One of the interesting questions here is: what is happening to price trends as between renewable energy and more conventional energy sources? As I have noted that is an extremely fraught debate with all kinds of methodological disputes that are running, it seems, on a never-ending basis. But certainly what can be observed is some encouraging trends in relation to the cost of some particular sources of renewable energy. I am looking here in a time series sense at what has happened to the cost of energy sourced from renewable sources. I am not looking at the question of the comparable cost at any one point in time between renewables on the one hand and the more conventional sources on the other.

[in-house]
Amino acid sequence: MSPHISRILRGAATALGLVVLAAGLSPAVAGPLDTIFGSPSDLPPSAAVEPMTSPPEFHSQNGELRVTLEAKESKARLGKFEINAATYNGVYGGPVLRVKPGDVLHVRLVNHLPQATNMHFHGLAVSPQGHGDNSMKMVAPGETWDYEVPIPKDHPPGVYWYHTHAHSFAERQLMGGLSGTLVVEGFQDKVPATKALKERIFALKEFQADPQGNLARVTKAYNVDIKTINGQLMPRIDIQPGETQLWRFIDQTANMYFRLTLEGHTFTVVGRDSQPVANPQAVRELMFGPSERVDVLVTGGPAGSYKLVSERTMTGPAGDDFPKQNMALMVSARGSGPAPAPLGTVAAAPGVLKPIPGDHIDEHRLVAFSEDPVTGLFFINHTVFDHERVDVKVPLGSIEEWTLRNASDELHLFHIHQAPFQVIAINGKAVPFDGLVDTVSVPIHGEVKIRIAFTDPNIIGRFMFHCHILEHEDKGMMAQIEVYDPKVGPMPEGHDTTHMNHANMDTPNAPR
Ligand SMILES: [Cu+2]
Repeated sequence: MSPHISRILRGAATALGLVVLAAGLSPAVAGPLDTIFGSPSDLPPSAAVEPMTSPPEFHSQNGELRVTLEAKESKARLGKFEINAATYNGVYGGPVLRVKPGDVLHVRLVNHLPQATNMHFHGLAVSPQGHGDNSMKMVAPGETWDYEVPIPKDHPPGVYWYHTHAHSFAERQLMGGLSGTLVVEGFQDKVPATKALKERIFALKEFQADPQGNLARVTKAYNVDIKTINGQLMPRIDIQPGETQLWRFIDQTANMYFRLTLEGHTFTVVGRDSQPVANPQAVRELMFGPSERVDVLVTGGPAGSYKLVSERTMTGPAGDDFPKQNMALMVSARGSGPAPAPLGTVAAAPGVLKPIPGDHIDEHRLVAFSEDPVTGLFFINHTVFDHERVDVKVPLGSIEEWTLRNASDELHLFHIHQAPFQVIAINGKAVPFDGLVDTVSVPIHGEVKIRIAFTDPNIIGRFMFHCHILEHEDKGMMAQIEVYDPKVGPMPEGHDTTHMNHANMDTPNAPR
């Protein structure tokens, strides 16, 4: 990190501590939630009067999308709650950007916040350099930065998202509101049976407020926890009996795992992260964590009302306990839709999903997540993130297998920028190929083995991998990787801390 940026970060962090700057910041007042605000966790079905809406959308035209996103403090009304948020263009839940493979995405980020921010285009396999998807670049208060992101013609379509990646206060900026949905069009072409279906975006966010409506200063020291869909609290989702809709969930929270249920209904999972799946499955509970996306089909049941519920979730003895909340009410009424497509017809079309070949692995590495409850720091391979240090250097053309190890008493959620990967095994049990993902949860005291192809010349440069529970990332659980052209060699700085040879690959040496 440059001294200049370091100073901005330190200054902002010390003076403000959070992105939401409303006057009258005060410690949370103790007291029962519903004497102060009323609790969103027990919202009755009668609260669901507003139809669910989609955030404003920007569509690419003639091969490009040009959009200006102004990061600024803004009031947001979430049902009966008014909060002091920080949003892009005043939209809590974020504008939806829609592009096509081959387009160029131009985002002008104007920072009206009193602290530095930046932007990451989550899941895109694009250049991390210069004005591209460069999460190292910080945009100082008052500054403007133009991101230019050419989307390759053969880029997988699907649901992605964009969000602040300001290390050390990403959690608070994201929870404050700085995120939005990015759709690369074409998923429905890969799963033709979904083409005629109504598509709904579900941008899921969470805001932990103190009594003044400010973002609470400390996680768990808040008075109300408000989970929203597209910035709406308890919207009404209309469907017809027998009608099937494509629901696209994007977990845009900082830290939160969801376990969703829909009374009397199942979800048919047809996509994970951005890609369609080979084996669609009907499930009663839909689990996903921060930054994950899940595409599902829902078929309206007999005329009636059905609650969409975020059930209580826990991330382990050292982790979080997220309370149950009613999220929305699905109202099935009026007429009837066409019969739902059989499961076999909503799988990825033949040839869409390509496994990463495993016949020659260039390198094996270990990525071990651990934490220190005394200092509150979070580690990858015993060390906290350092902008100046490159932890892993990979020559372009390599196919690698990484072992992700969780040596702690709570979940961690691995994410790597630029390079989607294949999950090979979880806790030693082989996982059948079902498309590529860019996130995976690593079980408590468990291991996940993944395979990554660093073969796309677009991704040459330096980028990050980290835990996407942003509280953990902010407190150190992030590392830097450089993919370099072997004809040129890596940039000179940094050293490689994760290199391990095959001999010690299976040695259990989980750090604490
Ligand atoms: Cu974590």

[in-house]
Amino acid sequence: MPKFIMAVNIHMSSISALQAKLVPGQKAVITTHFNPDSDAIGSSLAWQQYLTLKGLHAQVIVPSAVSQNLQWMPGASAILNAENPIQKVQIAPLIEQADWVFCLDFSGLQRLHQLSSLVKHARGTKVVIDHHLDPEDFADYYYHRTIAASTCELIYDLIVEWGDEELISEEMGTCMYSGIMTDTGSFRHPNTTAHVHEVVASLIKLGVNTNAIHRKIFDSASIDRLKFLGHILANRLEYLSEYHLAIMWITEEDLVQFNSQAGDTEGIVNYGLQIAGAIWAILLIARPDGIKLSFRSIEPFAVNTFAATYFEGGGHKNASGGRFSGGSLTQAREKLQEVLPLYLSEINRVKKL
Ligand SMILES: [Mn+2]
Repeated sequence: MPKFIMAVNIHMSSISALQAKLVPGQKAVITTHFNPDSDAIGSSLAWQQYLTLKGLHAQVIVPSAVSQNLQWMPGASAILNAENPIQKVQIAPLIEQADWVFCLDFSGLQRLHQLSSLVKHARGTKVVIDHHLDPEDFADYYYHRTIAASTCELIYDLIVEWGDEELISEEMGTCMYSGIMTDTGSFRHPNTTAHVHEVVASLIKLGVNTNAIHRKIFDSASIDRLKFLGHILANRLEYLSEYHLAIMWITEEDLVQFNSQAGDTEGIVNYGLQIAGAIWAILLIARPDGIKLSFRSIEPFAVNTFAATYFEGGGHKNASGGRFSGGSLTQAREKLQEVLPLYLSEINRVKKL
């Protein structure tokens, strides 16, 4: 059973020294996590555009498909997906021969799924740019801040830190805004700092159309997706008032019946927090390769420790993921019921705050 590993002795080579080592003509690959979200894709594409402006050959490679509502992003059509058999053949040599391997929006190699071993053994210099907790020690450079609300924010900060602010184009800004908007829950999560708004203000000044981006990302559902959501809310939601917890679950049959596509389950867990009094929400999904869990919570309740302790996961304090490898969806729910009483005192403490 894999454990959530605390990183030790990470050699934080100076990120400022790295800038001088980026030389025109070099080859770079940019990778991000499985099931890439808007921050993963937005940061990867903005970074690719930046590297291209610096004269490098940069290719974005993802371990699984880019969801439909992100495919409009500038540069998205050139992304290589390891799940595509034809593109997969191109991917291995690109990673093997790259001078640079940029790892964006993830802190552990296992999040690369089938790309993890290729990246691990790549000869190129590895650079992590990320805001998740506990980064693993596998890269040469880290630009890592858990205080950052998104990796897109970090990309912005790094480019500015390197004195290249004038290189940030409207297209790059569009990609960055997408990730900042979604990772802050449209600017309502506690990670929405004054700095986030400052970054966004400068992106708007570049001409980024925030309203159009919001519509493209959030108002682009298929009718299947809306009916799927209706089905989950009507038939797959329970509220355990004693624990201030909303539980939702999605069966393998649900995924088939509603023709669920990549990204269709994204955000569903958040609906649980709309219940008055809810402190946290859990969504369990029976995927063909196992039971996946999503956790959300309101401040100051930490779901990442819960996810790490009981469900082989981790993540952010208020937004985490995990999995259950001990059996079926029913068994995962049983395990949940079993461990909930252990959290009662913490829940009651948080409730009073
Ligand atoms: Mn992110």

According to the website solarchoice.net.au, the current cost of installing a full solar system in Australia is estimated to be around $1.40 per watt, down from around $4 in 2008. Further drops are expected as the cost of manufacturing panels continues to fall. It is also worth pointing out that a key driver of this is global developments, particularly the scale of manufacturers in China and other countries.
Another interesting consequence of an increasing use of photovoltaic cells in homes and businesses as a localised source of energy generation is that the electricity distribution network is increasingly changing its character. Historically, that network has been a one-way network. Energy is generated in large central generators and is then sent through the network to households and businesses. We have seen for some years now that households and businesses, generating their own energy locally, using solar panels, will—if they are generating energy at any one time, which is in excess of what they need—be able to sell that back to the electricity company using the feed-in tariff arrangements.